In spite of the cold the ‘wild’ flowers are bursting into flower. Tiny Dog Violets (Viola riviniana) are popping up around the garden, hoping to have enough to make a violet syrup! Honesty (Lunaria annua) is always a delight to the first emergent bees and hoverflies and smells so sweet in the warm sun. You can tell whether it’s purple or white as the former has purple tinged foliage (as purple Foxgloves do too.) Bluebells are just beginning to flower; I used to pull them out of the garden as they were too prolific but now recognise that they are English bluebells and not Spanish squill, so being a bit more lenient. Tiny blue Forget-me-not punctuate the garden with their delicate blooms but if you don’t like too many don’t let them go to seed…

I know men often think that a pristine green sward is the most delightful thing in the garden and every tiny rosette flower should be yanked out post haste. But I like my ‘weeds’, they are so cheerful, Lesser Celandine (Ranunculus ficaria) also called Pilewort is a useful little herb. (Clue is in the name 😀 ) I love a lawn full of Daisies, traditionally it was used in much the same way we use Arnica now (and it’s local – local herbs for local people!). White honesty looks beautiful beside the purple, the silver seed cases will be gathered later for dried flower arrangements. The fruit trees are just beginning to blossom too, Damson is always first but the cherry and apples will not be far behind…

In the greenhouse there are trays of seedlings waiting to be planted out but they will have to stay until the frosts have passed (June then…) Meantime I keep hoeing off the weeds from the beds. There’s plenty to keep the Hopeful Herbalist busy!

Thanks for stopping by today – what do you most look forward to in the spring garden?

“Is the spring coming?” he said. “What is it like?”…
“It is the sun shining on the rain and the rain falling on the sunshine…”

Frances Hodgson Burnett (1849-1924)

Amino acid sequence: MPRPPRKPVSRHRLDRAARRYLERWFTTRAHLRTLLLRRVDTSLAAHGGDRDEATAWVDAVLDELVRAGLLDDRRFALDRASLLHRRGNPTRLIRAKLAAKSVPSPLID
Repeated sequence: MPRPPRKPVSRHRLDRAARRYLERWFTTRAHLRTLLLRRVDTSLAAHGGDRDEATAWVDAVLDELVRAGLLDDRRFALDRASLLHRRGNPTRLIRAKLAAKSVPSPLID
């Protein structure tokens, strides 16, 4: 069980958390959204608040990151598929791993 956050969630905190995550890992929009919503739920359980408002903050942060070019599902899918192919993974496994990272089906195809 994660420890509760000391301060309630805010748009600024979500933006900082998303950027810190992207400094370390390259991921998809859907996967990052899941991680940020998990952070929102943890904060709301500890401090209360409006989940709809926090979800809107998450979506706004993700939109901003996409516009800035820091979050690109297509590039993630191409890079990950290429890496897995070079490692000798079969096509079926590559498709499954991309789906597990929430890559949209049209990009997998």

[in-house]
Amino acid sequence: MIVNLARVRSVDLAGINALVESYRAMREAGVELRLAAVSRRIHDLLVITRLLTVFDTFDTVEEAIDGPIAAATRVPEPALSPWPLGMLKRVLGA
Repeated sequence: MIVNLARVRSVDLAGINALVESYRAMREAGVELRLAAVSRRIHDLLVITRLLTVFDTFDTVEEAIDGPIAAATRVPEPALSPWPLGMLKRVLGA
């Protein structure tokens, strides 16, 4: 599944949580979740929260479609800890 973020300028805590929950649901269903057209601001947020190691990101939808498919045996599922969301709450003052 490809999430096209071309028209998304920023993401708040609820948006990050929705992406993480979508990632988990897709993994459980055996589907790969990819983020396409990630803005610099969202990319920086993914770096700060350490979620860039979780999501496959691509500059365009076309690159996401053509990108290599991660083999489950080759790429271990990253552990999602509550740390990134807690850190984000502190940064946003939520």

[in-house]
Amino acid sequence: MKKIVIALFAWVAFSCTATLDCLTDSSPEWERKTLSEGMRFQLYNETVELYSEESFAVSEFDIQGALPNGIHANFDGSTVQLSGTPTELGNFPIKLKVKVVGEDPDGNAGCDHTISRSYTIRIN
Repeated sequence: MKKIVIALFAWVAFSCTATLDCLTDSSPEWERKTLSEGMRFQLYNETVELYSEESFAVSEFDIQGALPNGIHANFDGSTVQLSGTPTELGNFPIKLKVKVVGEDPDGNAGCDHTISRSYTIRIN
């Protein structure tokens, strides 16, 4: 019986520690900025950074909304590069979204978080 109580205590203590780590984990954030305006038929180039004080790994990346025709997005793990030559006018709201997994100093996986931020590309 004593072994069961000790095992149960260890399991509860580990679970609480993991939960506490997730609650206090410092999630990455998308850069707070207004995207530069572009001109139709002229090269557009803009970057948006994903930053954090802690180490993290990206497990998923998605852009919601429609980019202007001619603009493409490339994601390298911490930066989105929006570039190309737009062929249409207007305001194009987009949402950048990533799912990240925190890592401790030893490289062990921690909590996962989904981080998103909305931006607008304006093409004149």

The Secret Garden

Daffodil time

Golden in the morning light,

waving in the gentle breeze,

a trumpet voluntary of  Spring.

~

Mum's daffs

Often, it is only after something you took for granted is gone that you truly appreciate its worth and beauty. Growing up, every spring was filled with daffodils in varied shades and shapes. They followed where the snowdrops fled, in stands of bright yellows, pale whites, lemon and gold, nodding in the wind. We have filled churches with them for Mother’s Day, festooned vestibules to welcome Brides and gifted them to elderly ladies. Accompanied by a friend from the city to gather flowers for a service; she stood stock still overcome by the sheer bliss and joy of a field of flowers. She couldn’t believe her eyes! Looking at the photo again I realise just how precious it was and I miss the huge variety of flowers our parents grew.

With each spring we discover new and varied blooms within our garden, although the white daffodil I meant to rescue from the composter last year is surprisingly yellow this! With the warmth and sunshine of the last days of March, the daffodils have broken out into yellow cheerfulness, bejewelled with sparkling raindrops as April showers come our way…

New growth is everywhere, from the pink butterbur (Petasites hybridus) pushing through the cold, damp ground, adding new leaves of bright green as the flowers fade. In the past the large leaves were used to wrap butter, and as a remedy for migraines, allergies and nasal congestion. Ground elder has spread everywhere and unfortunately the “gardening girls” don’t seem to enjoy it; maybe I could interest a chef from a fashionable restaurant to serve it as a vegetable? (Another common name is Bishop’s weed as it was traditionally a remedy for gout.) Forget-me-not peeks out amongst the Aquilegia as the fat bumble bee visits the few flowers providing nectar.

Oscar pleads for a walk in the rain-soaked garden, he doesn’t seem to mind standing in the wet as he listens attentively to the rustling of the leaves in the hope that a vole or shrew give away their hiding place. Taking on the air of a Pointer he stands, foot raised, ready to ambush the quivering tussock of grass. Pairs of chaffinch, blue tits, great tits, gold finch seem unperturbed by his presence and come perilously close before darting away.

The grass has had its first cut, seeds are pushing through the soil, new leaves on the whitethorn and blackthorn, as the leaves on the roses unfurl in deep red and green. From the shelter of the pine trees the pheasant calls his harem as a young female breaks cover and runs across the garden. The garden is alive with new growth, birdsong, and the beech leaves swell and fatten on the twig. Very soon the apple and cherry blossom will break too; and I can try that new recipe for cherry blossom syrup!